The Brown Scapular History (part - 2)
Brothers of Our Lady of Mount Carmel
Before coming into Europe, the Carmelites were hermits living on Mount Carmel in Palestine.
They believed themselves to be the spiritual sons of Elijah. They led a life of contemplation,
modeled after the prophet.
At the base of this holy mountain; in the little village of Nazareth, the Incarnation was
accomplished. The Blessed Virgin Mary, there in the shadow of Mount Carmel, uttered her
sublime “fiat” thus enabling the second Person of the Blessed Trinity to become Man for our
salvation. To the wondrous delight of the hermits, Our Lady with Saint Joseph and the Child
Jesus visited Mount Carmel upon returning from their two years of exile in Egypt. As a result of
this visit the contemplatives of Carmel professed their unqualified belief in Jesus as the long
awaited Messiah, the Saviour of the World. Tradition assures us that, because of their childlike
faith, the Carmelites were among the first to be baptized by the Apostles after Pentecost.
Likewise, their great love for the Mother of God induced them to erect on Mount Carmel the first
Church honoring Our Lady. Moreover, as a reward for their devotion to Mary, the Carmelites
were the first to be entrusted with the guardianship of the Holy House of Nazareth, following
Our Lady’s death and Assumption into Heaven. So great was their Love for Our Blessed
Mother that the Carmelites were known as the "Brothers of Our Lady of Mount Carmel".
Many of the holy Carmelites were forced to leave Palestine because of the Saracen invasion.
St. Louis IX of France conducted them to Europe. As they were leaving they sang the Salva
Regina. Our Lady appeared to them and promised to be their Star of the Sea. Along the way
some stayed in Cyprus, others in Naples. Still some went to France to live. A few went on to
England. Lord Richard de Grey gave them Alyesford in Kent.
St. Simon Stock, Vicar General of the Carmelite Order
It was in England that Simon Stock joined the group, later to be elected their first Vicar General.
Many problems plagued the new order. The people made fun of the 'striped bedouin mantle'.
Others felt there were enough religious orders already. To make matters worse there was
internal strife and bickering between the older and younger monks.
By 1251, St. Simon realized that Our Lady was his only hope. With tears in eyes, he saluted her
as the Flower of Carmel and the Star of the Sea. He prayed fervently for her "privilegium". The
special protection a lord gave to his vassals. The lord would protect his life and property, in
return for the loyalty of the one making the request.
In the 13th century there was no commerce or industry. Land was the only means of a
livelyhood. The vassals paid homage to the lord of the land. The lords owned the land and by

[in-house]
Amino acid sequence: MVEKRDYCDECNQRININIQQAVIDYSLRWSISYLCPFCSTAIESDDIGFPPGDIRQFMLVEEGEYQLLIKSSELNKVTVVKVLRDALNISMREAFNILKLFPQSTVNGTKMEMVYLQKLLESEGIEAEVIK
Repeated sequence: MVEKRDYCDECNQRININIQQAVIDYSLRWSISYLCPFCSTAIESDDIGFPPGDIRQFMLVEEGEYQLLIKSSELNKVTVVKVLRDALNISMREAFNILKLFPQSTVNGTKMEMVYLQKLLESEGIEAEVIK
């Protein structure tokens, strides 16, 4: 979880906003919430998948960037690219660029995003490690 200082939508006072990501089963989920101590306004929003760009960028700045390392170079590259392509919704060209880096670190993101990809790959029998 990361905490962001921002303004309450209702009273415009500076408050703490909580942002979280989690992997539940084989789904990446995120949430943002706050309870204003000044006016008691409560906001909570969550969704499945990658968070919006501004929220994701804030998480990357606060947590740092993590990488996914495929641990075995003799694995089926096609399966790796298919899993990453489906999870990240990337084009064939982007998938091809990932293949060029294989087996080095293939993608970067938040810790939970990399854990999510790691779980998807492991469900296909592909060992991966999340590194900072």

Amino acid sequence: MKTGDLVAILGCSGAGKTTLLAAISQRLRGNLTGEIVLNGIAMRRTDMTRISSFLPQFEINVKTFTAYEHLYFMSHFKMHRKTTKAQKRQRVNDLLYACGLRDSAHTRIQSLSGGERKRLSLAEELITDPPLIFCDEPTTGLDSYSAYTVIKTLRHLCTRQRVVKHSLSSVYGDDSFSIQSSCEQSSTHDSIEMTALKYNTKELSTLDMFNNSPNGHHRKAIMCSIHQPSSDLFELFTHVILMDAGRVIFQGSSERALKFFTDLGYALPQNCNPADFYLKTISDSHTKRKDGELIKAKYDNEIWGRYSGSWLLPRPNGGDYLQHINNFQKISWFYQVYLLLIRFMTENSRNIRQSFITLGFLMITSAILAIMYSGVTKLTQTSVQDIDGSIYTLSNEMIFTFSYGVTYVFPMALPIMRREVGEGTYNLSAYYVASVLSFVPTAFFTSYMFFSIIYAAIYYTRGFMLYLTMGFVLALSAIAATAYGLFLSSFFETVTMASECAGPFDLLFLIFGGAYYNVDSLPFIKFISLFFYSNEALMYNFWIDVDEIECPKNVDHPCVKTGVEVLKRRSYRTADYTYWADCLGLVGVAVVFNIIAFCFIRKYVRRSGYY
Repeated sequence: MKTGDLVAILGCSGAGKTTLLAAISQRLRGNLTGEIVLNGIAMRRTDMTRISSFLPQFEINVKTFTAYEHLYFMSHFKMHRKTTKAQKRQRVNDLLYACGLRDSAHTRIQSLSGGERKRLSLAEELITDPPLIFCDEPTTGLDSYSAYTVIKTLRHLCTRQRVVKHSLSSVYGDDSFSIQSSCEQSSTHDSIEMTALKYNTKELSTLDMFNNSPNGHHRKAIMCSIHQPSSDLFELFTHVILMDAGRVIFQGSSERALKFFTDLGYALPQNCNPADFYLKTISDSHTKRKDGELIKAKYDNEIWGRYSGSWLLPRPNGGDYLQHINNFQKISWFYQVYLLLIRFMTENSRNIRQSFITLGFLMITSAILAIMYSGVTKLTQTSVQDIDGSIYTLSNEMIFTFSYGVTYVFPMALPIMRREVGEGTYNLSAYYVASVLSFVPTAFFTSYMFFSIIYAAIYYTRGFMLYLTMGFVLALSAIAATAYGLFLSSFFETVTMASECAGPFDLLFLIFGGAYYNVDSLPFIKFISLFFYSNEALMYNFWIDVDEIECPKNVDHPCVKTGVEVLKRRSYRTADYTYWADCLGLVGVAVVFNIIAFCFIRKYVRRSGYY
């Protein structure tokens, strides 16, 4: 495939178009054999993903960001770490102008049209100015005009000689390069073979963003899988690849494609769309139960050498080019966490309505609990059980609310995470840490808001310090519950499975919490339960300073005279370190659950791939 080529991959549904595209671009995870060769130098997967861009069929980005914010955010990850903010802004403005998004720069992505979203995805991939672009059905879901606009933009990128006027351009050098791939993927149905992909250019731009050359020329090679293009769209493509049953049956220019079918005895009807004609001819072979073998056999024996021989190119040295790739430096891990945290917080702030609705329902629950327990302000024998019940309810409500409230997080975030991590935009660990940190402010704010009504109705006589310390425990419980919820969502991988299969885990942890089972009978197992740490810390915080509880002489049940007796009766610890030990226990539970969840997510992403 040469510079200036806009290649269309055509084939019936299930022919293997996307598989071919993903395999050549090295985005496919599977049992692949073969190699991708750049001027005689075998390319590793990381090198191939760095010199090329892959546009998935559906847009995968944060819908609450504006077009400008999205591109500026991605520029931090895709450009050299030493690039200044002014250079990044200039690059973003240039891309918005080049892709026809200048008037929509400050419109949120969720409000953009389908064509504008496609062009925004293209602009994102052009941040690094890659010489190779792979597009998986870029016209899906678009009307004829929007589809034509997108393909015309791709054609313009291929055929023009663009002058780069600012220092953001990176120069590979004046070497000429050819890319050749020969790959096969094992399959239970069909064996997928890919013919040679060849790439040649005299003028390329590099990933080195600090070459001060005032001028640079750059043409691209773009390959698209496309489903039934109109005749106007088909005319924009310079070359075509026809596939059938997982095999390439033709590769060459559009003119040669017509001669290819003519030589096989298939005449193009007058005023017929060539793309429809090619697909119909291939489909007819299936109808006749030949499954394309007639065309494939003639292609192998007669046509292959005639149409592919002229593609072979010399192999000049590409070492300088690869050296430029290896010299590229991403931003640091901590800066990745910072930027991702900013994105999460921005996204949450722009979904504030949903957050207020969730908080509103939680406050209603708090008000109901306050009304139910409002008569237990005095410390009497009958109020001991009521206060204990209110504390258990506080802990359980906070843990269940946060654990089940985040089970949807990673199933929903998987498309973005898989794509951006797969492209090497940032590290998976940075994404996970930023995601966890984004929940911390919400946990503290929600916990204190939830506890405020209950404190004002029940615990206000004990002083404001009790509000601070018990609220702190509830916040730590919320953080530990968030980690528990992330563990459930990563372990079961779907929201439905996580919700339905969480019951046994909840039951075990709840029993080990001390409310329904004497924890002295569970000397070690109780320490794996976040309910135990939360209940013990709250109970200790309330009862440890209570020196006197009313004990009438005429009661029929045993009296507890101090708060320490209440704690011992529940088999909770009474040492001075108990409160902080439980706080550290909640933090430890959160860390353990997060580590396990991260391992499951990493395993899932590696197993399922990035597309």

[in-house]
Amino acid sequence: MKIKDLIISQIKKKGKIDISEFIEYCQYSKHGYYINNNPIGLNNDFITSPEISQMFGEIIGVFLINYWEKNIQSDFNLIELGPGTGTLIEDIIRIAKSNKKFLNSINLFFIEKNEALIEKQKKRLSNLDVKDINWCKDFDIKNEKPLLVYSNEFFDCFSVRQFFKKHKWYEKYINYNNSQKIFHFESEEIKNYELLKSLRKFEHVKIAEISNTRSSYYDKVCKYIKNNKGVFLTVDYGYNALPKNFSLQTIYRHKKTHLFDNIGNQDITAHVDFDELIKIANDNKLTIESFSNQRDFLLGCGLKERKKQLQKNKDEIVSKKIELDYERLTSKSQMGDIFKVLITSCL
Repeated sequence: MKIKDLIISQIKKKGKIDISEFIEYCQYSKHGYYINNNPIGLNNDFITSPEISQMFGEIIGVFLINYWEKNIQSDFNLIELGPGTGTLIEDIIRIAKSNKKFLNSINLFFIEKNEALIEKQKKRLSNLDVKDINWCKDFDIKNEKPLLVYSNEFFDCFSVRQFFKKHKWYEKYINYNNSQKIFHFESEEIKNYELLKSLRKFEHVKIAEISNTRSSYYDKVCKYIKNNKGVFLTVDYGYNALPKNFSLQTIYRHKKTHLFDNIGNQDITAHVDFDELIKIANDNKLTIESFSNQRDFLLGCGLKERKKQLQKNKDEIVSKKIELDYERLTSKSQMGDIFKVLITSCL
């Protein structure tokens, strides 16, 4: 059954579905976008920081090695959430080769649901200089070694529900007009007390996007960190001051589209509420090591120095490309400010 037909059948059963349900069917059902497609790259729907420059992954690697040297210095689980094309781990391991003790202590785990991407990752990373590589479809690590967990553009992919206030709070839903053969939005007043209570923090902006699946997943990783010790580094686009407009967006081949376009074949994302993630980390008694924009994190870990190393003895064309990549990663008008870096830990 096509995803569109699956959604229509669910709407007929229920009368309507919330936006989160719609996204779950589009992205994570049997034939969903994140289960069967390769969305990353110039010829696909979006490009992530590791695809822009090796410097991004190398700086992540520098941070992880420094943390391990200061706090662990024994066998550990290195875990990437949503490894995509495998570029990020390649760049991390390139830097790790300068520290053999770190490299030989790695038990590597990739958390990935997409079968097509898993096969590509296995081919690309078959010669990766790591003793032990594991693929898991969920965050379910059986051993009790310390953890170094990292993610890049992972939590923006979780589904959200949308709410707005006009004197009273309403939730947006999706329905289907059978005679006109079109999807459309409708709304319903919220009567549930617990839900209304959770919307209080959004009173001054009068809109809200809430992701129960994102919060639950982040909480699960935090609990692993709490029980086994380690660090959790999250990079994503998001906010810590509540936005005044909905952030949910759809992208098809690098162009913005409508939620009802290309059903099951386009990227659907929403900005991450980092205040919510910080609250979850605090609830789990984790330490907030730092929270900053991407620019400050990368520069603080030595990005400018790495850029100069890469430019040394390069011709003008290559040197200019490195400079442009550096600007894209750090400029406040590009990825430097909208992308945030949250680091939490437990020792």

this act of homage the vassal was given the right to till the land. He was guaranteed the
protection of the lord.
The scapular was not something new to medieval Europe. It had been around since around
550, when the monastic orders came about. The two pieces of cloth joined at the shoulders
and hanging down the back and breast had deep spiritual meaning. Our Lord said in the
gospels, 'My yoke is sweet and my burden is light.' The monks by putting on this garment
realized that the sweet burden of Divine service was upon him and the whole day was
dedicated to God.
Faith and actual living were one in the middle ages. The monk presented himself to God, His
Divine Master, just as a vassal presented himself to his lord 'to pay homage.' So too, did the
friar make his vows to God.
As we have seen the idea of the scapular and the giving of yourself to another for protection
was not a novel idea. Our Lady chose that which was traditional and widely practiced.
Our Lady appears to St Simon Stock
While praying, Our Lady appeared to St. Simon Stock, giving him the Brown Scapular and
making this promise:
"Take this Scapular, it shall be a sign of salvation, a protection in danger and a pledge of
peace. Whosoever dies wearing this scapular shall not suffer eternal fire."
There are those today who say this apparition doesn't have the documentation to prove its
validity. John Haffert in his book, "Mary in Her Scapular Promise," states that the documents
were originally stored in the Carmelite libraries at Bordeaux and at London. A hundred years
after the Vision, the library at Bordeaux was burned by the city officials to prevent the spread of
the Black Plague. During the Anglican schism, Henry VIII ordered the London library burned to
But there is one document that is authentic. In 1389, the General of the Carmelite Order, John
Grossi, wrote the book known as "The Viridarium". It is a catalogue of the Carmelite Saints and
gives an accurate account of the Vision. John Grossi consulted and talked to companions of
St. Simon. He had access to all the libraries in the Order. He explicitly declared that he wrote
nothing in his Viridarium that was not from the ancient documents.
After Our Lady appeared to Saint Simon, almost immediately a miraculous change took place
in the Order. The order was saved, its Marian character confirmed and Mary became more a
Mother than a Queen to it. In the beginning only the Carmelites wore the scapular. But by the
14th century the privilege of wearing the scapular extended outside the order. Lay groups and
third orders were formed. Some of these groups were called confraternities.
Still Our Lady continued to favor the Carmelite Order and her scapular with further blessings
and promises. In 1321, St. Peter Thomas was told by Our Heavenly Mother that 'the Order of
Carmel is destined to exist until the end of the world'.
" wherever Jesus Christ is present, there is the Catholic Church" - Ignatius of Antioch (Letter to the Smyrneans 8:2 [A.D. 110])
pray the Rosary now - http://www.comepraytherosary.org/
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